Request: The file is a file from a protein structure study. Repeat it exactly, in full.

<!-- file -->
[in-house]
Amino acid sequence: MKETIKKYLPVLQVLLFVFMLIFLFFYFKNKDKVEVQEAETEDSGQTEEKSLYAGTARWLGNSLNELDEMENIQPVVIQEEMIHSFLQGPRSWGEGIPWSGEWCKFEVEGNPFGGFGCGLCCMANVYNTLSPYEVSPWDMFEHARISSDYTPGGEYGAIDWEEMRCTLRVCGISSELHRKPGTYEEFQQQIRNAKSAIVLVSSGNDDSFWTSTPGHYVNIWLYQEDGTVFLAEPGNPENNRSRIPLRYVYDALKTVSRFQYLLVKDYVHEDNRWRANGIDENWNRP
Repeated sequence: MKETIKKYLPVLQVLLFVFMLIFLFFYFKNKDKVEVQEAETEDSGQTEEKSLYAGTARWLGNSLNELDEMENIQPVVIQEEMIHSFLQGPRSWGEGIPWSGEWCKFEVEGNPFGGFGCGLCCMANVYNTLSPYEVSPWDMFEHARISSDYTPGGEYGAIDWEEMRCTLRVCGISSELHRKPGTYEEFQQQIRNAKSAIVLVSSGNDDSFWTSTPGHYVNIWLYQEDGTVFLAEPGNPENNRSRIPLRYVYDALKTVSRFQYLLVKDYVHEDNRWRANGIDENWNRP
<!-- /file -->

[in-house]
Amino acid sequence: MKETIKKYLPVLQVLLFVFMLIFLFFYFKNKDKVEVQEAETEDSGQTEEKSLYAGTARWLGNSLNELDEMENIQPVVIQEEMIHSFLQGPRSWGEGIPWSGEWCKFEVEGNPFGGFGCGLCCMANVYNTLSPYEVSPWDMFEHARISSDYTPGGEYGAIDWEEMRCTLRVCGISSELHRKPGTYEEFQQQIRNAKSAIVLVSSGNDDSFWTSTPGHYVNIWLYQEDGTVFLAEPGNPENNRSRIPLRYVYDALKTVSRFQYLLVKDYVHEDNRWRANGIDENWNRP
Repeated sequence: MKETIKKYLPVLQVLLFVFMLIFLFFYFKNKDKVEVQEAETEDSGQTEEKSLYAGTARWLGNSLNELDEMENIQPVVIQEEMIHSFLQGPRSWGEGIPWSGEWCKFEVEGNPFGGFGCGLCCMANVYNTLSPYEVSPWDMFEHARISSDYTPGGEYGAIDWEEMRCTLRVCGISSELHRKPGTYEEFQQQIRNAKSAIVLVSSGNDDSFWTSTPGHYVNIWLYQEDGTVFLAEPGNPENNRSRIPLRYVYDALKTVSRFQYLLVKDYVHEDNRWRANGIDENWNRP